How to make sense of a loss of earnings claim

One area of law that always seems to lead to confusion is that of loss of earnings.  The process can at first look complicated and off-putting. It’s actually more straightforward than it first appears but there are some key points to consider.

What is a loss of earnings claim?

Loss of Earnings

After injuries, loss of earnings can be one of the most critical effects of an accident. In an instant, lives can be transformed. As well as coming to terms with what can be life changing injuries and the emotional consequences, victims are also faced with worries about how to support themselves and their family.  It’s not just life changing injuries either.  Lots of injuries from which you will ultimately recover can force you to stay off work for months.  As a result, loss of earnings is a common component of a personal injury claim.

Most claims are relatively small, but some can be sizeable. In these more sizeable claims, it’s not just losses already incurred that are covered, they also take into account losses which are ongoing.

Working out your lost earnings

If you want to make a claim for loss of earnings it’s important to fully work out how much income you’ve lost and how that can be proven. It’s not just about the total on your payslip or tax return.

A claim for lost earnings will be based on your ‘take-home pay’. This is the amount you would normally receive after deductions for tax and national insurance. This is known as your ‘net earnings’.  Your income before deductions is known as your ‘gross earnings’.  Loss of earnings claims are based on net earnings rather than gross because if you were to receive compensation based on the latter you would in effect be making a profit from your injury.  It becomes more complicated where other deductions such as pension contributions are concerned but a legal professional will be able to advise on individual circumstances.

Sick Pay

Most people forced off work due to injury will receive some form of sick pay. This means that working out loss of earnings is rarely about calculating your daily rate and then multiplying it by how many days you had to be absent.

As an absolute minimum you should expect to receive Statutory Sick Pay (SSP). Your employer may also pay an additional sum on top of this as part of your terms and conditions of employment. Any money you receive will be deducted from your net earnings amount as part of a claim.  If for instance you received SSP of £95.85 per week and your employer topped this up by another £100 a week a weekly amount of £195.85 would be deducted from your net earnings.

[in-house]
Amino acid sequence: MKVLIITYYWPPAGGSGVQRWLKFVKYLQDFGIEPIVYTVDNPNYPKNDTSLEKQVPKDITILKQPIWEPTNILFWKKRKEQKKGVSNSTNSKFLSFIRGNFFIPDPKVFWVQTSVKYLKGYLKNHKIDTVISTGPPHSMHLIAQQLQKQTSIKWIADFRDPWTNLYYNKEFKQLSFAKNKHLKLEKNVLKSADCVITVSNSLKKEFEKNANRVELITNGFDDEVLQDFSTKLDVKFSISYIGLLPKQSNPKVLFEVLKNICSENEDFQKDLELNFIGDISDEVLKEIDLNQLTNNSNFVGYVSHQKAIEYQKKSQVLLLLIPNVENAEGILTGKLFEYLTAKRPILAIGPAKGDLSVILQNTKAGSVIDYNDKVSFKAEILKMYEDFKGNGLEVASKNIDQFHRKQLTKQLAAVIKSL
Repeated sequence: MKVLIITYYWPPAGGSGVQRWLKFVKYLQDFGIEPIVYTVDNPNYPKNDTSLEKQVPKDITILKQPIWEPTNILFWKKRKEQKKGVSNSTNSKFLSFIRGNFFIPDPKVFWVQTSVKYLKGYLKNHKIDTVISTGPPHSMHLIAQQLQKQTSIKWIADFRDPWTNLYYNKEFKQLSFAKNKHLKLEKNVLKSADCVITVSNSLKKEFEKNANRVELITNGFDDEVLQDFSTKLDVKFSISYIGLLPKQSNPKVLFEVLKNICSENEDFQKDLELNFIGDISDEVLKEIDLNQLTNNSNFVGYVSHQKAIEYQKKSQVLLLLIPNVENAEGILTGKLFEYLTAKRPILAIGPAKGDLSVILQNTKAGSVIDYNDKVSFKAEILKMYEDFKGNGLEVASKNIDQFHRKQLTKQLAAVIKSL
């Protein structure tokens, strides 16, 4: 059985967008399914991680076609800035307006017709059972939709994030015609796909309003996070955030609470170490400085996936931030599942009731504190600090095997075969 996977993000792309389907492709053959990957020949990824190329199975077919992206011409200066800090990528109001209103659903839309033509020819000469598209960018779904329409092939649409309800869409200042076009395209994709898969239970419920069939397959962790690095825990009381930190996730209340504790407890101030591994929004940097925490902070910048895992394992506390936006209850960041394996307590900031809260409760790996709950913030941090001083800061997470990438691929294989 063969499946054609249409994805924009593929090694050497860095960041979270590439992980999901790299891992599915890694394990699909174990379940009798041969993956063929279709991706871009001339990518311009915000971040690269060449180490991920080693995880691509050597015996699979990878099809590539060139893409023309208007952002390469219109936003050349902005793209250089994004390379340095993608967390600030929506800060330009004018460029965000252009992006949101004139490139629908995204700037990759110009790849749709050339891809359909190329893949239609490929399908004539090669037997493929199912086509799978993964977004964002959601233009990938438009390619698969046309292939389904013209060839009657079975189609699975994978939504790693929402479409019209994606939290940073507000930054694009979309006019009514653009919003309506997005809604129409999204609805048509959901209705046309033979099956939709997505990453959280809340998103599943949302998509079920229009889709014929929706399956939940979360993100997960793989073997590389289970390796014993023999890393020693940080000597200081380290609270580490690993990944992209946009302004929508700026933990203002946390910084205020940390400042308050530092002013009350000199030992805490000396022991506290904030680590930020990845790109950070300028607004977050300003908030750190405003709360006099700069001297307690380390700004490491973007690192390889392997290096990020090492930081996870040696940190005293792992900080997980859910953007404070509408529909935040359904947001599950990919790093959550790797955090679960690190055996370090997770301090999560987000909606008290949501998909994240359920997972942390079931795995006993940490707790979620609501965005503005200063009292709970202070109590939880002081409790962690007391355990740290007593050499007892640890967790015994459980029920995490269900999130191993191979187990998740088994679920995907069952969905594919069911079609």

Other lost income

Lost income is rarely just about your monthly net earnings, however. There may be bonuses, commission or regular overtime to consider. These can usually be recovered as part of any claim.

Self-employed claims

If you’re self-employed, a contractor or freelance, piecing together a loss of earnings claim can be more difficult. Variable hours, working for a number of employers and erratic working history means that a claim will usually involve a more complicated procedure.  Good record keeping is key for self-employed workers particularly those who work in industries where workplace industries are more common. The more financial evidence you have in terms of tax and bank statements, the more likely you are to succeed.

The evidence you’ll need to make a claim

It’s important to start gathering evidence to support your claim as soon as possible after the accident took place.  Most cases are straightforward and require little more than providing payslips that cover 3 months or 13 weeks before the accident. This will be used to illustrate what you were earning before and after the accident. For overtime and other bonuses, it can be useful to look at the ongoing payslips of colleagues on the same pay grade. These can be used as evidence to support your claim.

Future loss of earnings

If you’re unlikely to return to work before your claim is concluded, a consideration will have to be made for future loss of earnings. This will be based on the medical evidence and the overall prognosis for recovery.  If your injuries are severe it will be necessary to work out when you were likely to retire and then make a calculation for all the months and years of income you have lost. If this is a considerable amount of time, then factors like possible promotion will be taken into account.

Things you can do to help your claim

By taking a few steps at the beginning of your claim you can help to make the process easier.

  • Keep any payslips during your period of absence. This helps with working out what your earnings were while you were off.
  • Find the payslips that illustrate what you were earning for the 13 weeks before your accident.
  • Keep a record of your life during your absence. Did you attempt to return to work? Were you forced to miss planned holidays?
  • Keep a record of any payments you receive during your absence such as a pension or state benefits. The former is unlikely to be taken into consideration, the latter might be.
  • If your absence is prolonged, write down how you expected your career to progress. Was promotion likely? Were you working towards any courses that would facilitate this? Is there a pay scale at work that you were moving up to?
  • If you have been able to return to work, how have your duties been affected? Can you still work overtime? Is promotion now less likely? These factors can all influence the size of any payout.

Making a personal injury claim needn’t be a complex or confusing process. Mark Reynolds Solicitors can help you gather evidence, build a case and make a successful claim. Why not call us or fill in the contact form for free impartial advice today?